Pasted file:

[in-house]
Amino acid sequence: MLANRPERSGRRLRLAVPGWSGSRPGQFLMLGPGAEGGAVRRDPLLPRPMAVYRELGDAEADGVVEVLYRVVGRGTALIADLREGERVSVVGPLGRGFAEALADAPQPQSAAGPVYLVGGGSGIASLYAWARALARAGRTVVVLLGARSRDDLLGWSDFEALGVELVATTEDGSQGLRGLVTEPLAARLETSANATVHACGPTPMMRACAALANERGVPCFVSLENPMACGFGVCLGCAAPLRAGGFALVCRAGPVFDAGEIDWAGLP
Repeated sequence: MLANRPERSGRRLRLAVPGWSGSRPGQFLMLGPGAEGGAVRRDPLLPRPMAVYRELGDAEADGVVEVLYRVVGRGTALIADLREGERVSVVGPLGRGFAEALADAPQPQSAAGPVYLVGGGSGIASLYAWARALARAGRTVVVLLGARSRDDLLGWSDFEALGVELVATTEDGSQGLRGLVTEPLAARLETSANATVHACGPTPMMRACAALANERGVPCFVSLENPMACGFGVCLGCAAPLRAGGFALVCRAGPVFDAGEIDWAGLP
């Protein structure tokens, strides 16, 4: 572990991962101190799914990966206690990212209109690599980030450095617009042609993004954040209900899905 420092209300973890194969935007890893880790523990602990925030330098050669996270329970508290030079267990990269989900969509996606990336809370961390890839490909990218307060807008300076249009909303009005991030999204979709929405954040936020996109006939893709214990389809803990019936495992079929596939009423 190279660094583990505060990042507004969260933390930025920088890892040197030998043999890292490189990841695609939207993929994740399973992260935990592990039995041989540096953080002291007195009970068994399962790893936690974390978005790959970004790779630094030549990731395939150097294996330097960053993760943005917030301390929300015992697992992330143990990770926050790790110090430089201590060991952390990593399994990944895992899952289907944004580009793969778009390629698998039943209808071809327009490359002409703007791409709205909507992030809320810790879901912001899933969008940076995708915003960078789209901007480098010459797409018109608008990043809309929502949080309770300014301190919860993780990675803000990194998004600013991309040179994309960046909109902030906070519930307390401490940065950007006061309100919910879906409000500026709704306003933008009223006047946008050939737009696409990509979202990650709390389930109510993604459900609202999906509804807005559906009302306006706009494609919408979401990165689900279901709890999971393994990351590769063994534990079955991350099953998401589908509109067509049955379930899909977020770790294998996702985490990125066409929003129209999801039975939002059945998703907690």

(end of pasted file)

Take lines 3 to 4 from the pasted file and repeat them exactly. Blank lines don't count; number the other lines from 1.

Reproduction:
Repeated sequence: MLANRPERSGRRLRLAVPGWSGSRPGQFLMLGPGAEGGAVRRDPLLPRPMAVYRELGDAEADGVVEVLYRVVGRGTALIADLREGERVSVVGPLGRGFAEALADAPQPQSAAGPVYLVGGGSGIASLYAWARALARAGRTVVVLLGARSRDDLLGWSDFEALGVELVATTEDGSQGLRGLVTEPLAARLETSANATVHACGPTPMMRACAALANERGVPCFVSLENPMACGFGVCLGCAAPLRAGGFALVCRAGPVFDAGEIDWAGLP
């Protein structure tokens, strides 16, 4: 572990991962101190799914990966206690990212209109690599980030450095617009042609993004954040209900899905 420092209300973890194969935007890893880790523990602990925030330098050669996270329970508290030079267990990269989900969509996606990336809370961390890839490909990218307060807008300076249009909303009005991030999204979709929405954040936020996109006939893709214990389809803990019936495992079929596939009423 190279660094583990505060990042507004969260933390930025920088890892040197030998043999890292490189990841695609939207993929994740399973992260935990592990039995041989540096953080002291007195009970068994399962790893936690974390978005790959970004790779630094030549990731395939150097294996330097960053993760943005917030301390929300015992697992992330143990990770926050790790110090430089201590060991952390990593399994990944895992899952289907944004580009793969778009390629698998039943209808071809327009490359002409703007791409709205909507992030809320810790879901912001899933969008940076995708915003960078789209901007480098010459797409018109608008990043809309929502949080309770300014301190919860993780990675803000990194998004600013991309040179994309960046909109902030906070519930307390401490940065950007006061309100919910879906409000500026709704306003933008009223006047946008050939737009696409990509979202990650709390389930109510993604459900609202999906509804807005559906009302306006706009494609919408979401990165689900279901709890999971393994990351590769063994534990079955991350099953998401589908509109067509049955379930899909977020770790294998996702985490990125066409929003129209999801039975939002059945998703907690």